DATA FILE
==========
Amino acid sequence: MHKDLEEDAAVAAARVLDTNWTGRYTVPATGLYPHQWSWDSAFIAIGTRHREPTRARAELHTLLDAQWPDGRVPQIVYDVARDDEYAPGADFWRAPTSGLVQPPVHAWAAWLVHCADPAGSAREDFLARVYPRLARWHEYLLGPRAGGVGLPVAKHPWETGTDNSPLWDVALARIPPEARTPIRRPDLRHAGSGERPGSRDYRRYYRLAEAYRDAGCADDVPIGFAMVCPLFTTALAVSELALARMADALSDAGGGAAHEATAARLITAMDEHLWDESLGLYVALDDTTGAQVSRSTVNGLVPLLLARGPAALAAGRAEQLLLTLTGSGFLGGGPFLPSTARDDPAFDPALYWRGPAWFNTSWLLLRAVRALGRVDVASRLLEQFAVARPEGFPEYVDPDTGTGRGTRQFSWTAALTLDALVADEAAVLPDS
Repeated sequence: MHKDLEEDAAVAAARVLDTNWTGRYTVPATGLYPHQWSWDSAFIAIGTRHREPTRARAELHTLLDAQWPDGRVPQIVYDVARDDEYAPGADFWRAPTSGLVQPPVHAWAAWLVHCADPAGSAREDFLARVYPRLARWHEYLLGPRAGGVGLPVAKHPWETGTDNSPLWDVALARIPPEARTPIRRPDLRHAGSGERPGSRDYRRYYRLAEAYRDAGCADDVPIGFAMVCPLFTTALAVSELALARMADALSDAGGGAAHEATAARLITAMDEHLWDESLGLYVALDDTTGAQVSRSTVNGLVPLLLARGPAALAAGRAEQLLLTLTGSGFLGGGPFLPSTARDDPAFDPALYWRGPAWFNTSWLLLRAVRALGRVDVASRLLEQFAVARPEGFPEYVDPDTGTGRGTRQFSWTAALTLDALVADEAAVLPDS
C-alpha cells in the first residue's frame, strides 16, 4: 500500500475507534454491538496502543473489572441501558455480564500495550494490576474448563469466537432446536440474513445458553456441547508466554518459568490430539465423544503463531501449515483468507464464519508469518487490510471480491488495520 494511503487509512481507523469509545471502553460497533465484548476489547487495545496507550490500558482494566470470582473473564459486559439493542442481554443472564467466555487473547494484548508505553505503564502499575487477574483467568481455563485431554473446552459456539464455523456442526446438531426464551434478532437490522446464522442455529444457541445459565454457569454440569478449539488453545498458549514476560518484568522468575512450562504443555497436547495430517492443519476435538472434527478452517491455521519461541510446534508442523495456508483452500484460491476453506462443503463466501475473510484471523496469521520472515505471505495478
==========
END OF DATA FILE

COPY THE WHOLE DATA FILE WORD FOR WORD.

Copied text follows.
Amino acid sequence: MHKDLEEDAAVAAARVLDTNWTGRYTVPATGLYPHQWSWDSAFIAIGTRHREPTRARAELHTLLDAQWPDGRVPQIVYDVARDDEYAPGADFWRAPTSGLVQPPVHAWAAWLVHCADPAGSAREDFLARVYPRLARWHEYLLGPRAGGVGLPVAKHPWETGTDNSPLWDVALARIPPEARTPIRRPDLRHAGSGERPGSRDYRRYYRLAEAYRDAGCADDVPIGFAMVCPLFTTALAVSELALARMADALSDAGGGAAHEATAARLITAMDEHLWDESLGLYVALDDTTGAQVSRSTVNGLVPLLLARGPAALAAGRAEQLLLTLTGSGFLGGGPFLPSTARDDPAFDPALYWRGPAWFNTSWLLLRAVRALGRVDVASRLLEQFAVARPEGFPEYVDPDTGTGRGTRQFSWTAALTLDALVADEAAVLPDS
Repeated sequence: MHKDLEEDAAVAAARVLDTNWTGRYTVPATGLYPHQWSWDSAFIAIGTRHREPTRARAELHTLLDAQWPDGRVPQIVYDVARDDEYAPGADFWRAPTSGLVQPPVHAWAAWLVHCADPAGSAREDFLARVYPRLARWHEYLLGPRAGGVGLPVAKHPWETGTDNSPLWDVALARIPPEARTPIRRPDLRHAGSGERPGSRDYRRYYRLAEAYRDAGCADDVPIGFAMVCPLFTTALAVSELALARMADALSDAGGGAAHEATAARLITAMDEHLWDESLGLYVALDDTTGAQVSRSTVNGLVPLLLARGPAALAAGRAEQLLLTLTGSGFLGGGPFLPSTARDDPAFDPALYWRGPAWFNTSWLLLRAVRALGRVDVASRLLEQFAVARPEGFPEYVDPDTGTGRGTRQFSWTAALTLDALVADEAAVLPDS
C-alpha cells in the first residue's frame, strides 16, 4: 500500500475507534454491538496502543473489572441501558455480564500495550494490576474448563469466537432446536440474513445458553456441547508466554518459568490430539465423544503463531501449515483468507464464519508469518487490510471480491488495520 494511503487509512481507523469509545471502553460497533465484548476489547487495545496507550490500558482494566470470582473473564459486559439493542442481554443472564467466555487473547494484548508505553505503564502499575487477574483467568481455563485431554473446552459456539464455523456442526446438531426464551434478532437490522446464522442455529444457541445459565454457569454440569478449539488453545498458549514476560518484568522468575512450562504443555497436547495430517492443519476435538472434527478452517491455521519461541510446534508442523495456508483452500484460491476453506462443503463466501475473510484471523496469521520472515505471505495478